An Iranian convert to Christianity has been refused asylum in Sweden, placing her at risk of deportation and “torture and rape” in jail in her home country.
Aideen Strandsson, 37, who was baptised in Sweden in 2014, said officials at the country’s Migration Board did not believe her life would be in danger if she were sent back to Iran, where converts from Islam – as she is – can face jail. “They said to me it’s your personal life and it’s not our problem if you decided to become a Christian; it’s your problem,” she told the US-based Christian Broadcasting Network (CBN). (She arrived in Sweden on a work visa three years ago and took a Swedish surname.)
Subsequent appeals against the board’s decision were also rejected.
Ms Strandsson says that a Swedish migration official told her it wouldn’t be as bad for her in Iran as she is expecting because “it would only be six months in prison”, and, in her words, for the official that was “no problem”.
Ms Strandsson became a Christian in Iran after having a dream about Jesus, according to CBN.
The Migration Board website states that, in line with UN, EU and Swedish regulations, a person is considered a refugee when they have “well-founded reasons to fear persecution due to … religious or political beliefs”, and that anyone at risk of corporal punishment, torture or death is deemed in need of extra protection.
Board official Ulrika Langels told CBN: “[Ms Strandsson’s] case has been appealed and processed by the Migration Agency and thereafter by the Swedish courts, which have also decided that she cannot be granted asylum.”
“Assessments of faith are dismissed off-hand with the explanation that people of the cloth and members of the congregation would be unable to assess faith, while bureaucrats – who have barely met the person – would by some incredible powers see what nobody else sees.”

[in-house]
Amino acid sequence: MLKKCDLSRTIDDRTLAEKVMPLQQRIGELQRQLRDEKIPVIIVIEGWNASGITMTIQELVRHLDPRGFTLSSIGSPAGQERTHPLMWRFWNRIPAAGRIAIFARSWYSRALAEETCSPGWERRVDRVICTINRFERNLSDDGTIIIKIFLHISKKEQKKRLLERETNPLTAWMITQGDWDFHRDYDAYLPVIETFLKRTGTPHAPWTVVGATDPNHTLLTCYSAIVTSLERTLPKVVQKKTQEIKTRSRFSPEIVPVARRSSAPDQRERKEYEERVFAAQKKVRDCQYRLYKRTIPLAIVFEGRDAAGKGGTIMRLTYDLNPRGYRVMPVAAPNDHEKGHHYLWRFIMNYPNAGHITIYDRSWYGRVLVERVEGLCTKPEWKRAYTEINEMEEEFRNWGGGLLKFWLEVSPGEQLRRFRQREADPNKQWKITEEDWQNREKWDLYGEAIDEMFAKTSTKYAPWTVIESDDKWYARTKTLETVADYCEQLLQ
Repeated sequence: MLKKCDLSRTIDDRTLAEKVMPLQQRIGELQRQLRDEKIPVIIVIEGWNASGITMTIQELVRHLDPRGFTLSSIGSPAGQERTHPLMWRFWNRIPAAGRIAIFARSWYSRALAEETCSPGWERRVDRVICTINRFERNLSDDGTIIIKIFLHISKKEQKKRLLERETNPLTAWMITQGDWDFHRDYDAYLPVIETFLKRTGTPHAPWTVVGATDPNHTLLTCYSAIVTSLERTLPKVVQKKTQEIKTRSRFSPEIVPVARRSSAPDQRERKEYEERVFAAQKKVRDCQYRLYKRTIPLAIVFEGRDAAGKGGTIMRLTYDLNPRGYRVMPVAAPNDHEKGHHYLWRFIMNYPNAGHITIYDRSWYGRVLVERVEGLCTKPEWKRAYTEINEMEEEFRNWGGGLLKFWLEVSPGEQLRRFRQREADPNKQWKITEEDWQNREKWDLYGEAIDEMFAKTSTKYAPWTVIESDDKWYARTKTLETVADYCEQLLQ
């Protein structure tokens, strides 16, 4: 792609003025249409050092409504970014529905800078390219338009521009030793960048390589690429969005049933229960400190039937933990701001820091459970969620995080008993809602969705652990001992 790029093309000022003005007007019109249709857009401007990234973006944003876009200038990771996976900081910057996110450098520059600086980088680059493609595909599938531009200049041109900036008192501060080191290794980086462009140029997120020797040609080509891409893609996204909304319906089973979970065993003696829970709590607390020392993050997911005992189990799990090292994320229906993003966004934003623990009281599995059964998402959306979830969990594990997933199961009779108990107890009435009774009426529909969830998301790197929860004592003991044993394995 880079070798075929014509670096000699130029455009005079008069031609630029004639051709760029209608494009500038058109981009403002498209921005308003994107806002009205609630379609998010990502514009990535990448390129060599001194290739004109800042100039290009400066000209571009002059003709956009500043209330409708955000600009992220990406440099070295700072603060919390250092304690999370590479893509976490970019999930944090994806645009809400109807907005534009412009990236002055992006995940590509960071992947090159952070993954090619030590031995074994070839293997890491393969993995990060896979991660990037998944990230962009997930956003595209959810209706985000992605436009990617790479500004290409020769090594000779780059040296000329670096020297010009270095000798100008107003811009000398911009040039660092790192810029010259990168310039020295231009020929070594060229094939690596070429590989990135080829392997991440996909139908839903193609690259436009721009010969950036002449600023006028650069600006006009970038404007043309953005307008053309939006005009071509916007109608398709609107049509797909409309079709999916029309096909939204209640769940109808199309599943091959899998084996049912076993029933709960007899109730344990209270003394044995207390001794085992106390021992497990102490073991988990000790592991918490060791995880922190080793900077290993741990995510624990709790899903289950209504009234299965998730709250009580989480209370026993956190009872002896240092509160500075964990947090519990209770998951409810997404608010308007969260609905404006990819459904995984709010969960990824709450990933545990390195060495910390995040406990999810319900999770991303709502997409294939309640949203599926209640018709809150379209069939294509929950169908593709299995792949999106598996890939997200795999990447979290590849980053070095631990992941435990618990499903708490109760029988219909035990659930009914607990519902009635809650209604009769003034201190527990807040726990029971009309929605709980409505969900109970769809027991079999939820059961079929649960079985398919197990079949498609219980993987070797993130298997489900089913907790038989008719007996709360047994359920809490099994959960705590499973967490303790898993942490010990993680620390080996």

Swedish lawyer Gabriel Donner, who has worked on around 1,000 asylum cases involving Iranian and Afghan converts, said “torture and rape is common in Iranian prisons”.
He told World Watch Monitor: “The Migration Board did not believe that Aideen is truly a Christian and believed her knowledge of [the] Christian faith was inadequate.”
But he added: “There are no reliable criteria for judging what a Christian should know in order to [be seen to] believe.”
Churches in Sweden have criticised the Migration Board for assessing conversions with questions based on doctrine such as “Can you explain the Trinity?” Faith is often seen as a private matter, in contrast to the openness and enthusiasm with which some converts discuss their conversion on social media.
Critics of the Strandsson decision have pointed out that Lund County in Sweden has considered offering protected identities, housing and benefits to returning Islamic State fighters, in order to enable them to reintegrate into Swedish society. Sweden has identified some 150 of these fighters nationally.
A spokeswoman for the Christian Council of Sweden told World Watch Monitor the alleged comments made by Migration Board officials would be considered “neither decent nor appropriate” by their superiors. She added that the council focused not on single events but worked with the board to build up the “necessary competence on these special issues, but also to point out perceived general misconduct and injustices in the process regarding religious converts and other asylum-seekers of conviction”.
Mr Donner suggested the rejection of Ms Strandsson’s asylum application was not a one-off. He said the Migration Board was “blatantly ignoring” UN guidelines for determining grounds for asylum. “Christian converts from Iran and Afghanistan … under the present government are facing extensive legally discriminatory treatment when their asylum cases are tried,” he said.
“The UN Guidelines concerning examination of cases involving converts is on the one hand admitted as substantive law in Sweden, and on the other hand blatantly ignored. Converts face refusal of their cases because, earlier in their process of conversion, they had not yet developed the degree of maturity in their faith they now have.
“These guidelines require of us first to ask whether the person has definitely abandoned Islam or not. The Migration Board ignores this question in nine out of ten cases.”
When it came to assessing the integrity of a conversion, Mr Donner claimed the Board rejected around half of the assessments and testimonies submitted by clergy and members of applicants’ congregations.
He said: “One must not forget that converts, with the backing of their congregations, normally have evidence very few asylum-seekers can compete with.